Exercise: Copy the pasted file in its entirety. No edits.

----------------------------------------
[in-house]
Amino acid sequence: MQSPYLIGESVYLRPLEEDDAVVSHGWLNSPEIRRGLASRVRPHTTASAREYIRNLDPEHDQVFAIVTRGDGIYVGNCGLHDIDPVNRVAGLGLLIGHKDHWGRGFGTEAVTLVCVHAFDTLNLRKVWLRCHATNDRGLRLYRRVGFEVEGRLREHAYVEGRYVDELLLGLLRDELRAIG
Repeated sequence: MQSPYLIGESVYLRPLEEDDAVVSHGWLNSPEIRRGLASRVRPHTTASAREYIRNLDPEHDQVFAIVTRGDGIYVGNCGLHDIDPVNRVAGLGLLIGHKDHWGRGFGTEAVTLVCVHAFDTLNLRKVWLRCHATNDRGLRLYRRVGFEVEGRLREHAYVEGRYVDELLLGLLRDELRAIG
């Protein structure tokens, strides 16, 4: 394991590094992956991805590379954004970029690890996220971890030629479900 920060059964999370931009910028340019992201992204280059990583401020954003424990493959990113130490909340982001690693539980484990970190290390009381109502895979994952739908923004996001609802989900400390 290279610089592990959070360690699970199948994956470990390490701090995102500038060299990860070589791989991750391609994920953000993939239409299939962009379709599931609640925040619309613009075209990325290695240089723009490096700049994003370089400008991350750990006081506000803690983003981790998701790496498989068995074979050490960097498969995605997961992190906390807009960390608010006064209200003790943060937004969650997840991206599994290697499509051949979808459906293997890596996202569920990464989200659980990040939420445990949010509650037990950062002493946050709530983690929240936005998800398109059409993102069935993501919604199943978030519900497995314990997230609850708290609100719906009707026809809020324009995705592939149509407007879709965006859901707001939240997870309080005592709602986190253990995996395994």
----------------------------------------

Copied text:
[in-house]
Amino acid sequence: MQSPYLIGESVYLRPLEEDDAVVSHGWLNSPEIRRGLASRVRPHTTASAREYIRNLDPEHDQVFAIVTRGDGIYVGNCGLHDIDPVNRVAGLGLLIGHKDHWGRGFGTEAVTLVCVHAFDTLNLRKVWLRCHATNDRGLRLYRRVGFEVEGRLREHAYVEGRYVDELLLGLLRDELRAIG
Repeated sequence: MQSPYLIGESVYLRPLEEDDAVVSHGWLNSPEIRRGLASRVRPHTTASAREYIRNLDPEHDQVFAIVTRGDGIYVGNCGLHDIDPVNRVAGLGLLIGHKDHWGRGFGTEAVTLVCVHAFDTLNLRKVWLRCHATNDRGLRLYRRVGFEVEGRLREHAYVEGRYVDELLLGLLRDELRAIG
């Protein structure tokens, strides 16, 4: 394991590094992956991805590379954004970029690890996220971890030629479900 920060059964999370931009910028340019992201992204280059990583401020954003424990493959990113130490909340982001690693539980484990970190290390009381109502895979994952739908923004996001609802989900400390 290279610089592990959070360690699970199948994956470990390490701090995102500038060299990860070589791989991750391609994920953000993939239409299939962009379709599931609640925040619309613009075209990325290695240089723009490096700049994003370089400008991350750990006081506000803690983003981790998701790496498989068995074979050490960097498969995605997961992190906390807009960390608010006064209200003790943060937004969650997840991206599994290697499509051949979808459906293997890596996202569920990464989200659980990040939420445990949010509650037990950062002493946050709530983690929240936005998800398109059409993102069935993501919604199943978030519900497995314990997230609850708290609100719906009707026809809020324009995705592939149509407007879709965006859901707001939240997870309080005592709602986190253990995996395994």